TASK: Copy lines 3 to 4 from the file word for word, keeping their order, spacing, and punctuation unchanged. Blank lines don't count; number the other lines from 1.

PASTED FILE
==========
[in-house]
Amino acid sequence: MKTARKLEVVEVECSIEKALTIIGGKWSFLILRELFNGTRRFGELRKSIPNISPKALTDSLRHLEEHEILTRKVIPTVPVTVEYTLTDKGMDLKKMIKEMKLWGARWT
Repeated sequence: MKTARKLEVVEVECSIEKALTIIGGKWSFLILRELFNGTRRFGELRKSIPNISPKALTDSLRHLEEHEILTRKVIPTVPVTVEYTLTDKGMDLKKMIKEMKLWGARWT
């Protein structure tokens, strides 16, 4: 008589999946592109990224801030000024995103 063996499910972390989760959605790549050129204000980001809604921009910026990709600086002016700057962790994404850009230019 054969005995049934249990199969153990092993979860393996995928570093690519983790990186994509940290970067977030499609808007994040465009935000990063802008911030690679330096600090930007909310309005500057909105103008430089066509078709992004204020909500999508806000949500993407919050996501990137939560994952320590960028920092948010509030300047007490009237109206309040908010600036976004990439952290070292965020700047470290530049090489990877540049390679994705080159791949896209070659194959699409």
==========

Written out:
Repeated sequence: MKTARKLEVVEVECSIEKALTIIGGKWSFLILRELFNGTRRFGELRKSIPNISPKALTDSLRHLEEHEILTRKVIPTVPVTVEYTLTDKGMDLKKMIKEMKLWGARWT
């Protein structure tokens, strides 16, 4: 008589999946592109990224801030000024995103 063996499910972390989760959605790549050129204000980001809604921009910026990709600086002016700057962790994404850009230019 054969005995049934249990199969153990092993979860393996995928570093690519983790990186994509940290970067977030499609808007994040465009935000990063802008911030690679330096600090930007909310309005500057909105103008430089066509078709992004204020909500999508806000949500993407919050996501990137939560994952320590960028920092948010509030300047007490009237109206309040908010600036976004990439952290070292965020700047470290530049090489990877540049390679994705080159791949896209070659194959699409």